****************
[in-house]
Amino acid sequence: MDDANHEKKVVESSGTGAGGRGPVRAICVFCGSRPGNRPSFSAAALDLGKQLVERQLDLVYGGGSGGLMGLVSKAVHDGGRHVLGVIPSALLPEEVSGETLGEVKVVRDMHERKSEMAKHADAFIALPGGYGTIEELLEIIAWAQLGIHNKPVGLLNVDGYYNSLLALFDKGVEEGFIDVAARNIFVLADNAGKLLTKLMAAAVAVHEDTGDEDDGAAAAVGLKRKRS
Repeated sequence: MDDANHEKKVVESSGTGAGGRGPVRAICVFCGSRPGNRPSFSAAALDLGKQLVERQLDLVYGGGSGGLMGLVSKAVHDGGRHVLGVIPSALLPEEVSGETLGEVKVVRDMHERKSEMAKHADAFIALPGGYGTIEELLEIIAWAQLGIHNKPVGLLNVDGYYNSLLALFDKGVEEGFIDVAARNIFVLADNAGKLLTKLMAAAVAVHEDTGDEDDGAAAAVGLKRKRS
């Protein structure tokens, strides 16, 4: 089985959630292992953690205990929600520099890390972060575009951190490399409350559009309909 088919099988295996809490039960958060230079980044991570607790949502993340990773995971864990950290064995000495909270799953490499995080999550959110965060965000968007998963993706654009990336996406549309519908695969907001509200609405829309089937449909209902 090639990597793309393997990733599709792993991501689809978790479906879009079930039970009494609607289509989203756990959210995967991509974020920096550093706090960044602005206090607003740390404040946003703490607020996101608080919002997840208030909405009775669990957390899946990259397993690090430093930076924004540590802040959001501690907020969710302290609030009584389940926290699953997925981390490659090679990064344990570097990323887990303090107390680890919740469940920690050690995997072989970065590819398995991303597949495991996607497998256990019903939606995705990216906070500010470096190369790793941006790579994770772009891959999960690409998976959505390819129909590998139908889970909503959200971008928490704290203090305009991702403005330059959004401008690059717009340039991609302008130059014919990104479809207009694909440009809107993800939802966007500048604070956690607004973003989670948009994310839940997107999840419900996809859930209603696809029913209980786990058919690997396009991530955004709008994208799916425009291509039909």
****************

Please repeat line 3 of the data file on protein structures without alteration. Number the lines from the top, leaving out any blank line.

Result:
Repeated sequence: MDDANHEKKVVESSGTGAGGRGPVRAICVFCGSRPGNRPSFSAAALDLGKQLVERQLDLVYGGGSGGLMGLVSKAVHDGGRHVLGVIPSALLPEEVSGETLGEVKVVRDMHERKSEMAKHADAFIALPGGYGTIEELLEIIAWAQLGIHNKPVGLLNVDGYYNSLLALFDKGVEEGFIDVAARNIFVLADNAGKLLTKLMAAAVAVHEDTGDEDDGAAAAVGLKRKRS